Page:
Uncle Tom’s Cabin started out as a melodrama in the Free Soil newspaper but she went on to publish the novel during March of 1852. The book sold the most copies of any type of literature and surpassed even the bible at a point. It was truly shocking what a little woman like Harriet Beecher Stowe could write such a graphical story about slavery and it’s hidden sins. During the book she tells the story of slaves who have gone well beyond stereotypes and shows their true emotions and pain. As an abolitionist work this may be embezzled but it is believable as truth if someone was not made aware of it’s melodramatic beginnings.
The story is a novel of the battle between slave owners and slaves. Harriet knew exactly what she was selling these books for and too. She sold them so that the anti-slavery movement could grow in such a way that the pro-slavery movement would be destroyed. Throughout the book, Stowe shows the tool of accepting slavery into your home and how domestic stability in communities was disestablished. She showed the influence that men are in a way the cause of why slavery is so violent and prevalent. Haley the slave trader was looking to buy slaves from Mr. Shelby shows how slavery invaded homes and set the tone that money preludes human life. Dinah (a slave) refers to the history of her family where slavery might as well be a birth given trait. This attributes to not being able to have her own way of thinking.
Uncle Tom’s Cabin is not just an abolitionist work. Some regard the novel as a feminist piece of work in some ways. In all the examples of a woman character in the book, they are shown to be figuratively less than men in the symbolism. At the beginning of the book, Mrs. Shelby is in the kitchen while the men talk business. The contrast of her “being in the kitchen” is prevalent throughout the book and also shows what was on Harriet Beecher Stowe’s mind other than slavery.
As a white woman Harriet Beecher Stowe was afraid that her writings would come under fire but truth be told as the flow of rebuttals came in? They just weren’t good enough. Slavery was making headlines and the country was being made aware of the horrors. In the first year over 300,000 copies were sold. That’s 300,000 people at least that read about the horrors of slavery. Everyone had a copy close to their homes because that’s how much area it gained through being sold. The overall success of this book was of course due to the fact that slavery was so prevalent and that due to the Missouri Compromise, some people wanted to learn what slavery was doing to this country.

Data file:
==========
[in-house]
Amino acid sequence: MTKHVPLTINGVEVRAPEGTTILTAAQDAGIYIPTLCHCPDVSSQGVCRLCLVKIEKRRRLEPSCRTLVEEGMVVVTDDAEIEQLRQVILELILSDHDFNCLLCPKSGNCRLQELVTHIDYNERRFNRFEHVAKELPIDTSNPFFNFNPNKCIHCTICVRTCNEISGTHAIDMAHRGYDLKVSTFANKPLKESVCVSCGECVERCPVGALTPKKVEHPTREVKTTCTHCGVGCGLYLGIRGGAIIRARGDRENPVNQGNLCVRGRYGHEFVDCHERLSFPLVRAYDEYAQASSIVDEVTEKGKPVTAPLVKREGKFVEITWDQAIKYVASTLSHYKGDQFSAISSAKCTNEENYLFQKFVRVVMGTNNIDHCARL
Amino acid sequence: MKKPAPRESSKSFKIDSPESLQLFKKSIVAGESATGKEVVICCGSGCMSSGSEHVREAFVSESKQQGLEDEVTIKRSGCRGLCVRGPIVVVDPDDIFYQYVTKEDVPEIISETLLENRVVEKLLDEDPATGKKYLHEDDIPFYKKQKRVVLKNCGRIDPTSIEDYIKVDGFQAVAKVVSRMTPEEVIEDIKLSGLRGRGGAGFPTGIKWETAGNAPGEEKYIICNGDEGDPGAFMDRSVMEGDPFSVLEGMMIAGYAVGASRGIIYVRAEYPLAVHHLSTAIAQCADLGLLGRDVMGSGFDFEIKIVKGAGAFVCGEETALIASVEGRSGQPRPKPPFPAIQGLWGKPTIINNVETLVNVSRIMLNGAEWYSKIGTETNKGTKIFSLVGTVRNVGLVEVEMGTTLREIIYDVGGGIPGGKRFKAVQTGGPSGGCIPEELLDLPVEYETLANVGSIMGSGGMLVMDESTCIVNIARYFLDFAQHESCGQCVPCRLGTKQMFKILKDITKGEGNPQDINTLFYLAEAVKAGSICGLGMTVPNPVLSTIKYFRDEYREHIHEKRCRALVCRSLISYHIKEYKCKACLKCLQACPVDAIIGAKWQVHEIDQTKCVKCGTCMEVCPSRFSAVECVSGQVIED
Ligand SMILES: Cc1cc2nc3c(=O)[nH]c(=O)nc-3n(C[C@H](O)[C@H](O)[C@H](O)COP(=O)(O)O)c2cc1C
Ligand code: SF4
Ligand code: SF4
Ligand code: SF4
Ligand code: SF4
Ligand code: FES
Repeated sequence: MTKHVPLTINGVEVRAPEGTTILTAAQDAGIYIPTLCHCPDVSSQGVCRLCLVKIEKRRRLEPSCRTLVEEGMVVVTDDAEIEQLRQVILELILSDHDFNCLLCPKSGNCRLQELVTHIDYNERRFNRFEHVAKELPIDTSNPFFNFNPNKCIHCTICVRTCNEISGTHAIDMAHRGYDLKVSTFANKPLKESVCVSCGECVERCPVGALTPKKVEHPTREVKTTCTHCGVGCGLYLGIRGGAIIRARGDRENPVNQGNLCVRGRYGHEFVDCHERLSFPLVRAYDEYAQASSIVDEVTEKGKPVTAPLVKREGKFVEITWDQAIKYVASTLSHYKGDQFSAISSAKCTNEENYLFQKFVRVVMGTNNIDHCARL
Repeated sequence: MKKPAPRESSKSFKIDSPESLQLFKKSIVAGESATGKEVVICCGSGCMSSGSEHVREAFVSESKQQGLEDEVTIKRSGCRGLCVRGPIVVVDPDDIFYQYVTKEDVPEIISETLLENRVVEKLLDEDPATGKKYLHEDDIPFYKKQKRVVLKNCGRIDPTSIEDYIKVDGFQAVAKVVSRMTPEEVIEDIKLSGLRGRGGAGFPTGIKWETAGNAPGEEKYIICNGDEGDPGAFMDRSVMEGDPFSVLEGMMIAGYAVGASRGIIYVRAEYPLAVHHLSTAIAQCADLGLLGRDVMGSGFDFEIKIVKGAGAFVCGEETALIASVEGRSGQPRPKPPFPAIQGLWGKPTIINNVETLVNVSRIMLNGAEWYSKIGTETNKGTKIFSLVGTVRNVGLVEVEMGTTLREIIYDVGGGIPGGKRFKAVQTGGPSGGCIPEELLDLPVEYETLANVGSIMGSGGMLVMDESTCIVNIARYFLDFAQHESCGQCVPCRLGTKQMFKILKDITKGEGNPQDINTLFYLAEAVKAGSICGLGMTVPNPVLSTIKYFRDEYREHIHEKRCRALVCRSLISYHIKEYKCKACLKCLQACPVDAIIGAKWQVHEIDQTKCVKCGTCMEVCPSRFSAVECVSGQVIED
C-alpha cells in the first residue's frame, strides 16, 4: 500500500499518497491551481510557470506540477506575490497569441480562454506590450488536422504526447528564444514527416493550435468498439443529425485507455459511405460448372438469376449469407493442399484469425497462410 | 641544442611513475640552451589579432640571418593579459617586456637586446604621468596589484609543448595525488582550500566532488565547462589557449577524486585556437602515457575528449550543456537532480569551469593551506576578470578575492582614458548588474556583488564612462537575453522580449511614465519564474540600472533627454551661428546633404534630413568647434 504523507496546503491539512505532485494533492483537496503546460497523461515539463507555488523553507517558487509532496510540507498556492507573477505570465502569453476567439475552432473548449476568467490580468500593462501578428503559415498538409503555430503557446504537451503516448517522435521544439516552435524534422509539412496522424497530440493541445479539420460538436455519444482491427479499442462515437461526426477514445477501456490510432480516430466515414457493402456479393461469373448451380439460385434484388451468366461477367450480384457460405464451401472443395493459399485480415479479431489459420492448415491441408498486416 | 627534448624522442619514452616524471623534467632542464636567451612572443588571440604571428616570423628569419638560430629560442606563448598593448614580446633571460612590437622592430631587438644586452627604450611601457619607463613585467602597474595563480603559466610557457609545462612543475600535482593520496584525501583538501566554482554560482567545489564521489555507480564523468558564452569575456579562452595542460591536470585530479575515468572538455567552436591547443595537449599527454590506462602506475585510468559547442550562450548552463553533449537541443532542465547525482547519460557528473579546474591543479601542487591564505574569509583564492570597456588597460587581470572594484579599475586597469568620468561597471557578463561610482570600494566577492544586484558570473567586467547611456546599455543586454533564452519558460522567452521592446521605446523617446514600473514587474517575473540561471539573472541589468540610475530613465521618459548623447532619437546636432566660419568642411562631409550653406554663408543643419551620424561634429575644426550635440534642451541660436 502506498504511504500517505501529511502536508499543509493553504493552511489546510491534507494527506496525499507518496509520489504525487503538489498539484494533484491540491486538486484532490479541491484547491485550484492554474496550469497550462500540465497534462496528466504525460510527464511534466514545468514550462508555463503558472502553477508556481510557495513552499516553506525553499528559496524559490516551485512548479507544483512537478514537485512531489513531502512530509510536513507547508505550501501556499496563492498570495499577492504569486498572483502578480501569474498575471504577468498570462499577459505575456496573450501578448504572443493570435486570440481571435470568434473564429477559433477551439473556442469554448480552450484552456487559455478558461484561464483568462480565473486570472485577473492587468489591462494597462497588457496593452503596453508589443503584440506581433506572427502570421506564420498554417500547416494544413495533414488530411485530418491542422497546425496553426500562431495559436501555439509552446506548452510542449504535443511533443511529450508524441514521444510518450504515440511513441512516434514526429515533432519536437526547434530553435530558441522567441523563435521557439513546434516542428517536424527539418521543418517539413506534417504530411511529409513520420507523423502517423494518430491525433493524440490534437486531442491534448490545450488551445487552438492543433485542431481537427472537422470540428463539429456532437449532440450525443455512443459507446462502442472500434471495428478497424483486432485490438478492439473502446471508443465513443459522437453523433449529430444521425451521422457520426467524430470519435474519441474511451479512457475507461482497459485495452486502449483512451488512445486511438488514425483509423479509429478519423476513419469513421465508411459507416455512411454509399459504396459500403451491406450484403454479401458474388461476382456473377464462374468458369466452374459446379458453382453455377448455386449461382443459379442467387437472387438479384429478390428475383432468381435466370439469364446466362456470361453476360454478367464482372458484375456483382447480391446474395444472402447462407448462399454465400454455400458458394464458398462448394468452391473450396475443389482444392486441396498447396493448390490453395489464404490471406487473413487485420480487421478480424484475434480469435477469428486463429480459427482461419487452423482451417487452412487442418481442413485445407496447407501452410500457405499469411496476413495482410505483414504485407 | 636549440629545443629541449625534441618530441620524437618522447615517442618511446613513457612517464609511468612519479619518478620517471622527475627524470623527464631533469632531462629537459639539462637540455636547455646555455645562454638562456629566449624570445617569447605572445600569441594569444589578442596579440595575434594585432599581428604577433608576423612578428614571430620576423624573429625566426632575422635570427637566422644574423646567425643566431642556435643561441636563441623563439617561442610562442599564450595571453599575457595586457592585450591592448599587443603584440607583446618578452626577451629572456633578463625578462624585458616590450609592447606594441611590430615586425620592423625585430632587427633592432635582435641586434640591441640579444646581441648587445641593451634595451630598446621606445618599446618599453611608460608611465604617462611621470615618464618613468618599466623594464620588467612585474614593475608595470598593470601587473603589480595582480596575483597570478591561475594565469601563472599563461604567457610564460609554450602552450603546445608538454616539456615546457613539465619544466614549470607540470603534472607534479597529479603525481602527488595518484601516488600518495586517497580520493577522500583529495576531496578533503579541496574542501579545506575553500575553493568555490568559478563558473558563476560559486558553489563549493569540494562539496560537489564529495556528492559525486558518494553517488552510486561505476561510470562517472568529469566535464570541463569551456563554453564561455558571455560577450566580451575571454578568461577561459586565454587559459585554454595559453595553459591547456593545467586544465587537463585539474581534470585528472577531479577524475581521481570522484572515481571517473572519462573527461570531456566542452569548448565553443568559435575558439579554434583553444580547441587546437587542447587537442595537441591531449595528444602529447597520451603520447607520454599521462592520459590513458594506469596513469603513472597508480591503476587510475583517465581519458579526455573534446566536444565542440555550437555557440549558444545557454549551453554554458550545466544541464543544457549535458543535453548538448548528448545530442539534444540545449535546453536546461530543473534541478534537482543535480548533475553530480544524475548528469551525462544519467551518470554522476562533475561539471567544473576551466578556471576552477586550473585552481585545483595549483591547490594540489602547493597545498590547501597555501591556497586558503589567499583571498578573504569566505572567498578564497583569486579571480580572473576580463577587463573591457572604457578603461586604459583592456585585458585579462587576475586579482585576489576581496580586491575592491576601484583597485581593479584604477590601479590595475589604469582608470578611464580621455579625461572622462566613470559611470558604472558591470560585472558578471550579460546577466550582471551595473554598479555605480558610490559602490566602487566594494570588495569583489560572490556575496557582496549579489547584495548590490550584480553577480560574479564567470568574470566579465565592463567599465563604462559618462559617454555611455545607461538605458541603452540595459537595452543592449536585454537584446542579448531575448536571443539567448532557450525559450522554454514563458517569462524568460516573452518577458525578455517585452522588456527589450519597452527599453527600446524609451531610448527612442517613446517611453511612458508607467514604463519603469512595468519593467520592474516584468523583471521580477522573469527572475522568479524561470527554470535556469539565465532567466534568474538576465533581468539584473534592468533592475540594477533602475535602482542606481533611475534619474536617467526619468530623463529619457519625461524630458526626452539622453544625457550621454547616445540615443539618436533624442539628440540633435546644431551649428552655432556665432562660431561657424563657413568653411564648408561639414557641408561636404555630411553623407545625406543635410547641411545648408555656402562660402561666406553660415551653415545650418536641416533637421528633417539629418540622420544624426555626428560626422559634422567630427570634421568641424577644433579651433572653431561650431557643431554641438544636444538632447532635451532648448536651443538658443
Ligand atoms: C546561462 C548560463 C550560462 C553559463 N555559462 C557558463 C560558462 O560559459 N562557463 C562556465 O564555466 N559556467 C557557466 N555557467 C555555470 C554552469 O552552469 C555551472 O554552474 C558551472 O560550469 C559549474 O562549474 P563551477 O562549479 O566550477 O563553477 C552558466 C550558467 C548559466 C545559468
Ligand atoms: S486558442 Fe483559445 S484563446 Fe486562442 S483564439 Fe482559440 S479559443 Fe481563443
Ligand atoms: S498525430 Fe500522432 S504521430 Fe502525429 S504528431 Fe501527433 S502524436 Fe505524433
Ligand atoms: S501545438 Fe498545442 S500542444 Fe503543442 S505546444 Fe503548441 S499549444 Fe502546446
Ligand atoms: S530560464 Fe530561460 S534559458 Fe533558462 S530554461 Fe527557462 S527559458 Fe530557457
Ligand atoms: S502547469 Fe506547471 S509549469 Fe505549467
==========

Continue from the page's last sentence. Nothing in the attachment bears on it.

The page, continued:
In some ways this book started the Civil War. A story has been told about Abraham Lincoln meeting Harriet Beecher Stowe and said, “So you’re the little woman that started this great war.” This shows the amount of power that she exuded with this book. She restarted peoples minds and threw them on the right tracks towards fighting for the rights of all human beings. Harriet Beecher Stowe was an incredible human being that sought after the rights of men like Frederick Douglass, and wanted to give their voices clarity. Harriet Beecher Stowe knew exactly what she was doing when it came to writing about anti-slavery